Pregnancy & Incontinence Issues

pregnant woman at doctor office shutterstock_249370948Congratulations on your forthcoming child! Motherhood is one of the most joyous milestones any woman can experience but are you ready for the short but long journey of pregnancy? You probably already know that a pregnancy can be a time filled with a wide range of emotions, cravings for specific foods and of course, the most obvious of things – bodily changes. But of all those changes, you might not expect to experience periods of urinary incontinence.

In fact, over 25 million Americans experience urinary incontinence where 80% of those who do, are women. Additionally, 63% of women say their symptoms happened during and/or after pregnancy according to the National Association of Continence.

But what exactly is urinary incontinence and why does it happen? Urinary incontinence occurs when your muscles around your urethra fail to fully contract which leads to some leakage from the bladder. Normally, when you use the restroom, your muscles will relax to let the bladder empty and then contract again until you are ready to empty your bladder. However, when you are pregnant, the process can interfere with the normal way your muscles contract and relax plus the added pressure on your bladder can make the result in more frequent trips to the restroom.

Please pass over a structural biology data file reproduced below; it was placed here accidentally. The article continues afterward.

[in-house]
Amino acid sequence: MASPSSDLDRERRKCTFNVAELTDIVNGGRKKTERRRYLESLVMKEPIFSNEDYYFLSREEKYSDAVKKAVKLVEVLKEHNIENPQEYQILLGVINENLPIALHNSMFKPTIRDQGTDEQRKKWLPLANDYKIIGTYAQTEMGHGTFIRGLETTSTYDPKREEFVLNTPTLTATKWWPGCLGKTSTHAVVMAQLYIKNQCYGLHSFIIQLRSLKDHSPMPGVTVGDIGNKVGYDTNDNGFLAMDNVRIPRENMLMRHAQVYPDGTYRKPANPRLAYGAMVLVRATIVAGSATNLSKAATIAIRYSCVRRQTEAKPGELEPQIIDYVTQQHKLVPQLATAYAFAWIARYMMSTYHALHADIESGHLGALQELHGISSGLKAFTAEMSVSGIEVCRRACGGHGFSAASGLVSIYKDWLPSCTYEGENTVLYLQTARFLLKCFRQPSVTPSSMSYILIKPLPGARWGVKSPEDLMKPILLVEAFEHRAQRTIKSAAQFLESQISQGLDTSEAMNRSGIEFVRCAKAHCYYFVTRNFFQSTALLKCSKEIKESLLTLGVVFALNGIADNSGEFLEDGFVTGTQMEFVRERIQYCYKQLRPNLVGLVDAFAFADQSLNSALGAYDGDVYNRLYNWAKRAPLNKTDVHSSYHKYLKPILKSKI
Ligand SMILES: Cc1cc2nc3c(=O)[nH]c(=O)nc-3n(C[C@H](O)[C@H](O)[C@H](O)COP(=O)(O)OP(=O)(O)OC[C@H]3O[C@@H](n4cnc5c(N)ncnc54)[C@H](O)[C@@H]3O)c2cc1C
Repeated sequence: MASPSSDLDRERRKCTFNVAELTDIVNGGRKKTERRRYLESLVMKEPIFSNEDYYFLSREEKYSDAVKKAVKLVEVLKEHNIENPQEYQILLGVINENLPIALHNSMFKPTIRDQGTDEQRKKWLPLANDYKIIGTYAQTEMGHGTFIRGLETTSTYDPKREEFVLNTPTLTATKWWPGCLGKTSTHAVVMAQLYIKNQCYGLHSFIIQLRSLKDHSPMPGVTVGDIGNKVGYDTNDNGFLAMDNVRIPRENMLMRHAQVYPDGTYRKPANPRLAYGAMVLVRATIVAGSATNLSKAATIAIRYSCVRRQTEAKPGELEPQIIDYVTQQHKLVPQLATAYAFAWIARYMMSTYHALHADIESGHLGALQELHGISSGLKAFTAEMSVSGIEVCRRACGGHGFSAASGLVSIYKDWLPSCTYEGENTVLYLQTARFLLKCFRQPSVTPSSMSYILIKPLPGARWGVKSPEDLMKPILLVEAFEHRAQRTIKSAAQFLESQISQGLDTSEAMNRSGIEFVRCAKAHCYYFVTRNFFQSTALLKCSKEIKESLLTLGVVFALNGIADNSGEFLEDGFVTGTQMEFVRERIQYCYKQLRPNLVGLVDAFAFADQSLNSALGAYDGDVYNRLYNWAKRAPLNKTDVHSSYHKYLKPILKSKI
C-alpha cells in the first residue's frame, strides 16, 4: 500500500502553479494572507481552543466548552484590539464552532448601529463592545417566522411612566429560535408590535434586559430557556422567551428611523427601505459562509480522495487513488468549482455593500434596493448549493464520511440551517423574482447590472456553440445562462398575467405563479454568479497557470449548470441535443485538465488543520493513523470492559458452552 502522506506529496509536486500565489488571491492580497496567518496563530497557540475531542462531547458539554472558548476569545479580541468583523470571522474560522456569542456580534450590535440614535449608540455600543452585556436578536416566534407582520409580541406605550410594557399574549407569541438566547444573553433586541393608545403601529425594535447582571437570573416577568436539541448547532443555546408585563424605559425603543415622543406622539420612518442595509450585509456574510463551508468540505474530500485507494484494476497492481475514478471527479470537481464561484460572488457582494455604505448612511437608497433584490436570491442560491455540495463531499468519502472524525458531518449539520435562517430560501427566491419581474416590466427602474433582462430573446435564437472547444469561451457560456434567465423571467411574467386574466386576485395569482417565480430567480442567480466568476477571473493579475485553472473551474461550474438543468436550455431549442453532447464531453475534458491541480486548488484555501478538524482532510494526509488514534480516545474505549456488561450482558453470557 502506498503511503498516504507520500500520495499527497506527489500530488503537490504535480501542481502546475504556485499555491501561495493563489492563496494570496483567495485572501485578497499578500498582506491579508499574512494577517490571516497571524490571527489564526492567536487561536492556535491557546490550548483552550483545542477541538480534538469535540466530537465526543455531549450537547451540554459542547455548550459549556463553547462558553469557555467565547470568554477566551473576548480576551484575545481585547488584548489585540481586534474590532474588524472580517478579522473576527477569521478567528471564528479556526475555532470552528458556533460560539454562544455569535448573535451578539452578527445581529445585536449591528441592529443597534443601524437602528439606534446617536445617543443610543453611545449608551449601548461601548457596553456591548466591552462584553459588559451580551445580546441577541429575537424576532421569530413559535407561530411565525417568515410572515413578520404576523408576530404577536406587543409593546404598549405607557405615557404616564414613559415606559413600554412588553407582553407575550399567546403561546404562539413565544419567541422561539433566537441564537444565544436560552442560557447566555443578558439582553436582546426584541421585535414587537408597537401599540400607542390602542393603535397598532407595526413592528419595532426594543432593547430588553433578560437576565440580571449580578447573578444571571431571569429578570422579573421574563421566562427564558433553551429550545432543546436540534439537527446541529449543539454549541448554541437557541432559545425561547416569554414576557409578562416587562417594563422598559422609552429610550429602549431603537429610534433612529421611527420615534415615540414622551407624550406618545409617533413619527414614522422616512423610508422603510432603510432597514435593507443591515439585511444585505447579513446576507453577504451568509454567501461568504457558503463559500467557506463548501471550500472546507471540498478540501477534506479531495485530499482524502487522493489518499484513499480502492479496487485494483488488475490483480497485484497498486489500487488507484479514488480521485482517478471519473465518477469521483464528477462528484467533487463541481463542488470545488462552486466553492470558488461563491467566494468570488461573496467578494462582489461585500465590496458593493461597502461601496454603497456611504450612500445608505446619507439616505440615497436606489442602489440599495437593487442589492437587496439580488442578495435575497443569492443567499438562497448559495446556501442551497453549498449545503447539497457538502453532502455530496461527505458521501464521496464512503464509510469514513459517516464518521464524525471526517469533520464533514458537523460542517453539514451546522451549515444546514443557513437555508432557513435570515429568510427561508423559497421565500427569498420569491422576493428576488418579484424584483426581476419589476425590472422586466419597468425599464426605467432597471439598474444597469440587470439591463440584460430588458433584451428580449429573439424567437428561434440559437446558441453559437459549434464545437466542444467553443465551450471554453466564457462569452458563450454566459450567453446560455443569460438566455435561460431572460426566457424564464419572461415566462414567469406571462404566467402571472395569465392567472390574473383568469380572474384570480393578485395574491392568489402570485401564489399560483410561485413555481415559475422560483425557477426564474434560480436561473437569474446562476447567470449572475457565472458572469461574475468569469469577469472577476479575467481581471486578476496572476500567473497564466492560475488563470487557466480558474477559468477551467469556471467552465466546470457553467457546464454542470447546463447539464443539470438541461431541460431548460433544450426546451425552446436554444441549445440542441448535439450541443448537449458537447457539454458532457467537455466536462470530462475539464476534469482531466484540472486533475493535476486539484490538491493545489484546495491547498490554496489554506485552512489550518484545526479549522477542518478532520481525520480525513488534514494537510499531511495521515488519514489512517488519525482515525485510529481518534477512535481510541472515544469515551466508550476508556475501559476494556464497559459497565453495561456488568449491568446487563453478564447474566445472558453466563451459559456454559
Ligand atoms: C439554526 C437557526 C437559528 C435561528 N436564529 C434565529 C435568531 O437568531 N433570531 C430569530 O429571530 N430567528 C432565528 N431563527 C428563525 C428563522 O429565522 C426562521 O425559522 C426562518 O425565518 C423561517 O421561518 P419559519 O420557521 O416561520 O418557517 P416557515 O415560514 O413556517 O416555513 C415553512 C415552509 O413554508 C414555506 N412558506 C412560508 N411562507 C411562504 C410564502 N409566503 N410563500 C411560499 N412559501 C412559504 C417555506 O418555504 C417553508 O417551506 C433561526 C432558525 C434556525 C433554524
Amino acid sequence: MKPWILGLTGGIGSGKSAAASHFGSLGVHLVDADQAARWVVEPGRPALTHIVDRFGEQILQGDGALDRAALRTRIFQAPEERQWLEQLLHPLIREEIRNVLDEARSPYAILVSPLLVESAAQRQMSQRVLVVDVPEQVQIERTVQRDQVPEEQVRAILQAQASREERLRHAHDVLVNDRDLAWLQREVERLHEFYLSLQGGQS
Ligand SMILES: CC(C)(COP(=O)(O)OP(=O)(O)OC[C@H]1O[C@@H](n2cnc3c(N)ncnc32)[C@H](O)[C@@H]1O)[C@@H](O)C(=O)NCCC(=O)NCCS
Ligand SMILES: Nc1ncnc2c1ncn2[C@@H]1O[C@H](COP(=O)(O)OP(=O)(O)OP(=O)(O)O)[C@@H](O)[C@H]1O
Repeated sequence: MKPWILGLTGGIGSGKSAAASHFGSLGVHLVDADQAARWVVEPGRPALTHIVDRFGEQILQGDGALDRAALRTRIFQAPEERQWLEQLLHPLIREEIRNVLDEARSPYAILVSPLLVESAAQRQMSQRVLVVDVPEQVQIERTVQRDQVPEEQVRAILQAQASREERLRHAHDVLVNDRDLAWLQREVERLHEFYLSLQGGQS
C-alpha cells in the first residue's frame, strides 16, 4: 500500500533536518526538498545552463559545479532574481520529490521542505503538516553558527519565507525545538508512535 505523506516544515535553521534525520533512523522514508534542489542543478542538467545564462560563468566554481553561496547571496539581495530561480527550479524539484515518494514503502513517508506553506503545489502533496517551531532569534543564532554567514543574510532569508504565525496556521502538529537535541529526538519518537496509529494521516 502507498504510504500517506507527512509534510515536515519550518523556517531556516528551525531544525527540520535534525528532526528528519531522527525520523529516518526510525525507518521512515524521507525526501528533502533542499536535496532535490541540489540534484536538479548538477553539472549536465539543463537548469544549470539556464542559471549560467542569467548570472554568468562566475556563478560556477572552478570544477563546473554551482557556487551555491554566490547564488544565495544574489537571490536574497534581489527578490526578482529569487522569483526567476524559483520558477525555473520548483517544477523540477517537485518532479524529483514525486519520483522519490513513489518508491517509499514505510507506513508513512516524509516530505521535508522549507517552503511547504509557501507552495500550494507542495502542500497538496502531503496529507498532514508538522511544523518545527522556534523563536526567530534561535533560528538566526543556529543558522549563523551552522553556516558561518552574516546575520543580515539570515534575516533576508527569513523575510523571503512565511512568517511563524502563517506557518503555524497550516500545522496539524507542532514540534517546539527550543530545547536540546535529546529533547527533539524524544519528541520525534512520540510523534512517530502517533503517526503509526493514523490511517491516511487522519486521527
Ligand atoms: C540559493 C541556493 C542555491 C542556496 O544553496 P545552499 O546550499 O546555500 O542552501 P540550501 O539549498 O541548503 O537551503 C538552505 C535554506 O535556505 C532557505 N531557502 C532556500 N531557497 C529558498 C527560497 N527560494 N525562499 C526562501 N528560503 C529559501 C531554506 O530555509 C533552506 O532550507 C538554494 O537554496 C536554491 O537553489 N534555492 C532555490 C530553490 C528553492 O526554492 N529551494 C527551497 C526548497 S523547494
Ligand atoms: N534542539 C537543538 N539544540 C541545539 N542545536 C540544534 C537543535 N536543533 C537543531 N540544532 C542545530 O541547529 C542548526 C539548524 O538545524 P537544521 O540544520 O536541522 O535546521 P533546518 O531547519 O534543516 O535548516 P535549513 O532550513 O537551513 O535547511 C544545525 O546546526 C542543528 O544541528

Typically, women who experience urinary incontinence symptoms while pregnant will fall under the stress incontinence spectrum of the issue. This is where physical activity – sitting down, standing up, walking, etc. – can make the uterus put more pressure on the bladder and result in urinary leakage. However, women who are pregnant can prevent incontinence issues by a few simple steps. First, schedule regular bathroom breaks to help avoid leakage – try at least every two hours. It might seem bothersome at first, but it can prevent a situation where you have a full bladder and no control.

Second, be mindful of how much weight you gain during the pregnancy. Just in general, extra weight can put more pressure on your bladder which will make the incontinence symptoms more frequent. Additionally, incontinence supplies for women can help manage the symptoms when a bathroom is out of reach.

While you progress throughout the pregnancy, it may become more difficult to prevent the occasional mishap because the bladder will be subjected to more pressure as time goes one. Once you do give birth, there could be a chance of persisting symptoms but with guided direction from your doctor, you can manage them with certain exercises, medication and supplies.

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